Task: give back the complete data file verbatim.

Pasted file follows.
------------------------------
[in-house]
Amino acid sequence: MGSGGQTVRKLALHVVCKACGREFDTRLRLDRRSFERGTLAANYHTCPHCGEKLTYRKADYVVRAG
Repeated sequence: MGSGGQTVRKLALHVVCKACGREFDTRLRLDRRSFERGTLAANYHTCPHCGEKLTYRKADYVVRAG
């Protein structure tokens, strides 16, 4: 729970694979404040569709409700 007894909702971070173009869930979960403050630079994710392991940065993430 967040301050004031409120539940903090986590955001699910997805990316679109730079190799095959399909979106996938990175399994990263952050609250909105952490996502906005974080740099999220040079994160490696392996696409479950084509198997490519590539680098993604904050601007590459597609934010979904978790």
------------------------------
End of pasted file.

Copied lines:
[in-house]
Amino acid sequence: MGSGGQTVRKLALHVVCKACGREFDTRLRLDRRSFERGTLAANYHTCPHCGEKLTYRKADYVVRAG
Repeated sequence: MGSGGQTVRKLALHVVCKACGREFDTRLRLDRRSFERGTLAANYHTCPHCGEKLTYRKADYVVRAG
């Protein structure tokens, strides 16, 4: 729970694979404040569709409700 007894909702971070173009869930979960403050630079994710392991940065993430 967040301050004031409120539940903090986590955001699910997805990316679109730079190799095959399909979106996938990175399994990263952050609250909105952490996502906005974080740099999220040079994160490696392996696409479950084509198997490519590539680098993604904050601007590459597609934010979904978790």